I hate Tories. Not the people who vote for them. But the people they vote for. I make no great claims for that as a political position. But as an electoral category it is crucial. For I'm sure I'm not alone and it's pretty much the only thing keeping Labour going right now. It's certainly the only thing that could get me to the polls on Thursday.
I don't have a phobia about Tories. That would suggest an irrational response. I hate them for a reason. For lots of reasons, actually. For the miners, apartheid, Bobby Sands, Greenham Common, selling council houses, Section 28, lining the pockets of the rich and hammering the poor – to name but a few. I hate them because they hate people I care about. As a young man Cameron looked out on the social carnage of pit closures and mass unemployment, looked at Margaret Thatcher's government and thought, these are my people. When all the debating is done, that is really all I need to know.
But it's not rationality that drives my disdain, it's a negative tribalism. Tories, like Labour, exist only as a political and electoral category. I was raised in the Labour tribe. But over the last 15 years that tribe left me, or rather showed such disdain for me that I felt I had to leave. They did terrible things I did not want to be associated with. I grew to loathe them, too. But there was lament in my loathing. I wanted them to be better. I thought they could be better. I never had much time for the Liberals. By which I mean I never gave them much thought. I didn't want a new tribe, and somehow they never seemed tribal enough. I wanted my old tribe back. This isolation came with regret. Labour left me tribeless. The only way I could define myself electorally was by what I was not. And I am not a Tory.
I don't hate them because they're rich. I grew up among working-class people and now know a fair number of rich ones, too. I see no more inherent moral quality among those who have little money than those who have lots. The fact that Cameron went to Eton is irrelevant. He had no choice in the matter. I hate him because he supports the rich and wants people who go to Eton to enjoy even more breaks than they already have.
Philosophically this is an impotent rage. I also hate them because for a long time they kept winning, and were able to convince more people than we could by appealing to their most base instincts. Because they managed to change the country in a terrible way and reconfigure the political conversation so that some of the more outrageous things they did are now orthodox. The memory of them and the prospect of them make me want to retch.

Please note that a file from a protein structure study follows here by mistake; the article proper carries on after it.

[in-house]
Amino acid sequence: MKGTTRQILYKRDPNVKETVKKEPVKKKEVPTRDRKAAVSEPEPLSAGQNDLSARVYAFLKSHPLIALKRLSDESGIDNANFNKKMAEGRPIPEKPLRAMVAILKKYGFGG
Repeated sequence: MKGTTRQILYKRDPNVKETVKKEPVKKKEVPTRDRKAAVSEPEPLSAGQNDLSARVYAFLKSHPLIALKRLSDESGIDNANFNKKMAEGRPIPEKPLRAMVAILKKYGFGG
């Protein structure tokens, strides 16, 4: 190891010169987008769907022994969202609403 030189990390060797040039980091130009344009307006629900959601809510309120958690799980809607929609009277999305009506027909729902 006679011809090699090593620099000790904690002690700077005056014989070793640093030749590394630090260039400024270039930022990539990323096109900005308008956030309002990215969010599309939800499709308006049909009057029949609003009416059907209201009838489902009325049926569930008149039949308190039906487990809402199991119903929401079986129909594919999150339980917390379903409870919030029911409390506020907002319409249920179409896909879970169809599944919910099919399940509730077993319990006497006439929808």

I would not dignify this as a political sentiment. It's a gastro-intestinal and emotional response. But it's electorally potent. Because unlike others who have written on these pages I can't think of a single morally compelling reason to vote Labour. I have resisted that call for many elections. I can think of a few reasons one might vote Liberal Democrat – an amnesty for immigrants, proportional representation, getting rid of Trident.
Voting is always a balance between the moral and the strategic. What do I want, what can I get and what do I feel comfortable endorsing to get it. In the past the strategic case was weak, because there was no chance of the Tories winning and the moral case was weaker, given Labour's record. That's not true this time.
Indeed the only thing that is really holding my interest at this stage: the one thing that would really make my Friday morning would be to see Cameron crushed and Osborne despondent. To see them miss this own goal and descend into bitter recrimination. To think that however bad things have become, they haven't got so bad that we would make that mistake again. This may be the worst reason for voting. But right now, after watching them all in the debates, it also feels like the only reason in much of the country (apart from where there are good Labour and Liberal MPs).
These feelings are crude. But their object is subtle. The Tories won't lose by accident on Thursday. They'll be defeated by people making careful choices on the basis of what is going in their constituency. Take a look at your constituency, and work it out. I don't think those who refuse to vote tactically are precious. But I do think they're mistaken.
Given the challenges of the post-election period I'm not convinced it matters much who wins. But for reasons that are rooted more in emotion, vengeance and resentment than political analysis, I'm equally convinced it matters who loses.
• More election comment from Cif at the polls